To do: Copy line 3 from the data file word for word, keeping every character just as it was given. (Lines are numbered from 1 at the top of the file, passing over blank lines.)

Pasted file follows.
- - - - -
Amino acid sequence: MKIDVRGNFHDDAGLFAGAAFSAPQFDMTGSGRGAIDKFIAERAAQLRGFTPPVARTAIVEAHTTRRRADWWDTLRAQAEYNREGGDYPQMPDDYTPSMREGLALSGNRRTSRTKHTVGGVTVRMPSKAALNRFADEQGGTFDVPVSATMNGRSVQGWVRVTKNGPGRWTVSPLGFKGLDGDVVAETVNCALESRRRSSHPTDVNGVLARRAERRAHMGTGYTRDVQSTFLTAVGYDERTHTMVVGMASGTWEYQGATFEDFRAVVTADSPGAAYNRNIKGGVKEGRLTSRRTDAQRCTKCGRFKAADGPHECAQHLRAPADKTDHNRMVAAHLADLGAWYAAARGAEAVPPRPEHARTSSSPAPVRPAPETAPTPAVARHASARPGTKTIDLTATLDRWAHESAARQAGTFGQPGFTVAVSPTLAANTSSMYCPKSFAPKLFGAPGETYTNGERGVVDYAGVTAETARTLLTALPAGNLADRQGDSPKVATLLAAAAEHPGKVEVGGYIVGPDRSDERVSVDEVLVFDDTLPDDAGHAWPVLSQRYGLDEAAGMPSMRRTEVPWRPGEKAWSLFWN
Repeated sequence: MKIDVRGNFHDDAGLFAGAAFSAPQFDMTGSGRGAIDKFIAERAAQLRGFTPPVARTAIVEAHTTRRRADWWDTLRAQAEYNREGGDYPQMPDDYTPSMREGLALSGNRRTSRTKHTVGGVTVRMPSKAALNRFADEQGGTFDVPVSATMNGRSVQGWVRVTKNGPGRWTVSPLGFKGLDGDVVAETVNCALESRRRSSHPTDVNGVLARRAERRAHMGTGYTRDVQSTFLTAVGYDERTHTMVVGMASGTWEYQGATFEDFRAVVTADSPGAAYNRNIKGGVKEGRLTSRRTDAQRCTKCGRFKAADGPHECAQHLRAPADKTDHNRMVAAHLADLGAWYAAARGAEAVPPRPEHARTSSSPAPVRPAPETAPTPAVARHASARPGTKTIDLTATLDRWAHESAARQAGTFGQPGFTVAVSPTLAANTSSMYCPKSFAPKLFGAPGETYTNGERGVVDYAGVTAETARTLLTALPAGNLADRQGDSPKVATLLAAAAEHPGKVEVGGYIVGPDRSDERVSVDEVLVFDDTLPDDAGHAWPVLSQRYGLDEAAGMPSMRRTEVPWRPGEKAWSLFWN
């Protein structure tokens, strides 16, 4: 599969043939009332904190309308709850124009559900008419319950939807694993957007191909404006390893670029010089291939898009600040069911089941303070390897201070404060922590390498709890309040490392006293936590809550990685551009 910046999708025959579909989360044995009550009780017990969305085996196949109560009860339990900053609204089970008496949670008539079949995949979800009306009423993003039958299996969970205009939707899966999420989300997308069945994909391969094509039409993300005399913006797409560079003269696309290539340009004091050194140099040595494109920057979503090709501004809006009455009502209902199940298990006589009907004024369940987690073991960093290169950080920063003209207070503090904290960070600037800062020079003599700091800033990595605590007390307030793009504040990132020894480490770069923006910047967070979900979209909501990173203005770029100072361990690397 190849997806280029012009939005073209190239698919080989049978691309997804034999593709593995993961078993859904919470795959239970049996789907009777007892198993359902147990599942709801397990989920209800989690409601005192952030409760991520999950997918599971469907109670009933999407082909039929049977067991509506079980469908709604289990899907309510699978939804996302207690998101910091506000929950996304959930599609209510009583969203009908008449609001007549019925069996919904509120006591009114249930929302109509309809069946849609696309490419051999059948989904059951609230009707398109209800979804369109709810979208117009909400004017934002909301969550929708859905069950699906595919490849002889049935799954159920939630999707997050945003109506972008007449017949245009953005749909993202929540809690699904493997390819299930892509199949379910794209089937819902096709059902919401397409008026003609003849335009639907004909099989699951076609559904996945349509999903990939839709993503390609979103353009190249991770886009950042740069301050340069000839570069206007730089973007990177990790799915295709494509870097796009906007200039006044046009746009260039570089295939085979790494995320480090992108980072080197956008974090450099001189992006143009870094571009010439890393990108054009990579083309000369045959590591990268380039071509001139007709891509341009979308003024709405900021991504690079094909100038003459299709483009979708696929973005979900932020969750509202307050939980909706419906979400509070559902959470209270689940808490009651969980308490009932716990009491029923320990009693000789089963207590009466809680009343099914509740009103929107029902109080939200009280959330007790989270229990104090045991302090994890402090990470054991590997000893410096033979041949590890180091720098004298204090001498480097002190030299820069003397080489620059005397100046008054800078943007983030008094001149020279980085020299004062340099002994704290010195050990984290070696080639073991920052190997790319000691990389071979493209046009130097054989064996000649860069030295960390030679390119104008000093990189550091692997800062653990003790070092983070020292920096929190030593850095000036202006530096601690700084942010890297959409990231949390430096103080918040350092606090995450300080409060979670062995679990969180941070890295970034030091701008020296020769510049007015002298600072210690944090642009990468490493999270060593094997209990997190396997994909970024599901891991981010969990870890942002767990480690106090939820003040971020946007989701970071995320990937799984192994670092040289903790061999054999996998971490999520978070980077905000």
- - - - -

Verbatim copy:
């Protein structure tokens, strides 16, 4: 599969043939009332904190309308709850124009559900008419319950939807694993957007191909404006390893670029010089291939898009600040069911089941303070390897201070404060922590390498709890309040490392006293936590809550990685551009 910046999708025959579909989360044995009550009780017990969305085996196949109560009860339990900053609204089970008496949670008539079949995949979800009306009423993003039958299996969970205009939707899966999420989300997308069945994909391969094509039409993300005399913006797409560079003269696309290539340009004091050194140099040595494109920057979503090709501004809006009455009502209902199940298990006589009907004024369940987690073991960093290169950080920063003209207070503090904290960070600037800062020079003599700091800033990595605590007390307030793009504040990132020894480490770069923006910047967070979900979209909501990173203005770029100072361990690397 190849997806280029012009939005073209190239698919080989049978691309997804034999593709593995993961078993859904919470795959239970049996789907009777007892198993359902147990599942709801397990989920209800989690409601005192952030409760991520999950997918599971469907109670009933999407082909039929049977067991509506079980469908709604289990899907309510699978939804996302207690998101910091506000929950996304959930599609209510009583969203009908008449609001007549019925069996919904509120006591009114249930929302109509309809069946849609696309490419051999059948989904059951609230009707398109209800979804369109709810979208117009909400004017934002909301969550929708859905069950699906595919490849002889049935799954159920939630999707997050945003109506972008007449017949245009953005749909993202929540809690699904493997390819299930892509199949379910794209089937819902096709059902919401397409008026003609003849335009639907004909099989699951076609559904996945349509999903990939839709993503390609979103353009190249991770886009950042740069301050340069000839570069206007730089973007990177990790799915295709494509870097796009906007200039006044046009746009260039570089295939085979790494995320480090992108980072080197956008974090450099001189992006143009870094571009010439890393990108054009990579083309000369045959590591990268380039071509001139007709891509341009979308003024709405900021991504690079094909100038003459299709483009979708696929973005979900932020969750509202307050939980909706419906979400509070559902959470209270689940808490009651969980308490009932716990009491029923320990009693000789089963207590009466809680009343099914509740009103929107029902109080939200009280959330007790989270229990104090045991302090994890402090990470054991590997000893410096033979041949590890180091720098004298204090001498480097002190030299820069003397080489620059005397100046008054800078943007983030008094001149020279980085020299004062340099002994704290010195050990984290070696080639073991920052190997790319000691990389071979493209046009130097054989064996000649860069030295960390030679390119104008000093990189550091692997800062653990003790070092983070020292920096929190030593850095000036202006530096601690700084942010890297959409990231949390430096103080918040350092606090995450300080409060979670062995679990969180941070890295970034030091701008020296020769510049007015002298600072210690944090642009990468490493999270060593094997209990997190396997994909970024599901891991981010969990870890942002767990480690106090939820003040971020946007989701970071995320990937799984192994670092040289903790061999054999996998971490999520978070980077905000």